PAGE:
If there’s one person who hates student loan debt more than me, it might be Robert Farrington from The College Investor. That’s why I’m participating in the Student Loan Movement that he’s organized for the month of March. Check out the deets here, including free resources and prizes!
It’s no secret that I hate debt.
In fact, Zach’s considering going to a coding bootcamp after we move to Seattle/Tacoma in a few months. We’ve already started hustling our butts to ensure we don’t need to take out any loans just in case he does go. If we end up not needing the cash, then we’re gonna make it rain on our debt like a category 5 hurricane.
There’s one type of debt I hate above all the others—my student loan debt.
But, believe it or not, I’m actually kind of grateful for it too.
Why My Student Loan Debt Sucks
I took out my student loans in the worst possible way.
When I took out my student loans, I was about as gullible and naive as Michael Scott from The Office. I didn’t know what the hell I was doing.
My mom sent me a form to apply for a private student loan. It had “$25,000” written on the line. Why? Why not. $25,000 seemed like a college-y number. We never put any forethought into how much I’d actually need, let alone how much the tuition cost.
As a result, I bought a lot of stupid shit. A lot. Feast your eyes on these idiotic purchases.
It’s understandable why I ran out of money after only a couple years. So, what did I do? We went through the whole process again with another $25,000. If one loan is good, then two loans are twice as good! Right?! Right?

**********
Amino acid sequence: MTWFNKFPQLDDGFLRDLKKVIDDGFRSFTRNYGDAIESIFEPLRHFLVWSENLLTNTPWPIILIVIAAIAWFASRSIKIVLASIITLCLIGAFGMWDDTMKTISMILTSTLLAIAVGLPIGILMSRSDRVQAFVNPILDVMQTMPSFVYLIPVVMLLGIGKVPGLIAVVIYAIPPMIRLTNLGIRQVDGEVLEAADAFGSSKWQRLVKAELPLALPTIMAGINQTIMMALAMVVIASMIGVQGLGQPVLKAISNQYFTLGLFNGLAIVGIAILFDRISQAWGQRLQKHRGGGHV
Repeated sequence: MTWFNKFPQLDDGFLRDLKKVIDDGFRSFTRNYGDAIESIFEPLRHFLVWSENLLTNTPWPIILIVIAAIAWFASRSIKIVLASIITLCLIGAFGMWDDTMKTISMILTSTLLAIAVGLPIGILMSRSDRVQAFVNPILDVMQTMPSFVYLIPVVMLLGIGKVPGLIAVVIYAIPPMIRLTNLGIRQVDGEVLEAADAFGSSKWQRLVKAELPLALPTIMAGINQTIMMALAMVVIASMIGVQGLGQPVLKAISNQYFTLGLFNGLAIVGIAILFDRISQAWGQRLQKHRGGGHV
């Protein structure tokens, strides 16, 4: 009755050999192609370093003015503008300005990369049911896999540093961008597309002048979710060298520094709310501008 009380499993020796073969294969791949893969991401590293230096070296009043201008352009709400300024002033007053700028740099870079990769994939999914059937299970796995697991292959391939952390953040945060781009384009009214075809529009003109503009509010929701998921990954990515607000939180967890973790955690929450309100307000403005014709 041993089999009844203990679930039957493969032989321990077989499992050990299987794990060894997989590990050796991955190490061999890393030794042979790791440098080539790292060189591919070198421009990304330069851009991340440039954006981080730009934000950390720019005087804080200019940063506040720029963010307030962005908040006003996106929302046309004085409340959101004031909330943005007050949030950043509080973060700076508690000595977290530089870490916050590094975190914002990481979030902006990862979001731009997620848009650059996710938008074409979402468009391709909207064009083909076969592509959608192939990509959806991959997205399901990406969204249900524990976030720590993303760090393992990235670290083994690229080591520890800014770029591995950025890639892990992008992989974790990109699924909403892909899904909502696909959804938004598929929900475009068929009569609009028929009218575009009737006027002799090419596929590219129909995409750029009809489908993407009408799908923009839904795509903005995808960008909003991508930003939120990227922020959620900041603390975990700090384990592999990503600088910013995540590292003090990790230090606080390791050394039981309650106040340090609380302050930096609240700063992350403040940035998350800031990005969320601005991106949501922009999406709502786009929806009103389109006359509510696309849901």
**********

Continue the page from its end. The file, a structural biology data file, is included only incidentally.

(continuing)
I guess I missed that math class…
Suffice to say, things didn’t end up as planned. I couldn’t even afford to get a job in my career field once I graduated because my student loan payments were too high. Maybe if I’d just gotten the job I was hoping for and if everything had gone according to plan, I wouldn’t be so bitter.
Why I’m Still Grateful For My Student Loans
My Student Loans Forced Me To Confront Reality
When I was a little girl, I used to think that adults all had their financial shit together. After all, at least most adults manage to put their underwear on underneath their pants.
Spoiler alert: most people don’t have their financial shit together. Don’t believe me? Chew on these factoids:
- Two-thirds of adults don’t budget
- 61% of adults can’t afford a $1,000 emergency
- Half of Americans have no retirement savings at all
Most people are counting on social security for retirement, but in January 2018, the average social security payment was a measly $1,290. I’d be screwed if I had to live on that much! That’s barely enough to pay for my rent and groceries—forget about nice things like heat, laundry, and beer.
All this points to a shitty reality that most real “grownups” ignore. I didn’t have that luxury. It was sink or swim for me; I had to wake up because my student loans demanded it.
Related: If you’re looking to learn how to start budgeting even if you think you suck at it, try checking out the Budgeting for Budget Haters e-course. I totes recommend it for anyone looking to better manage their money!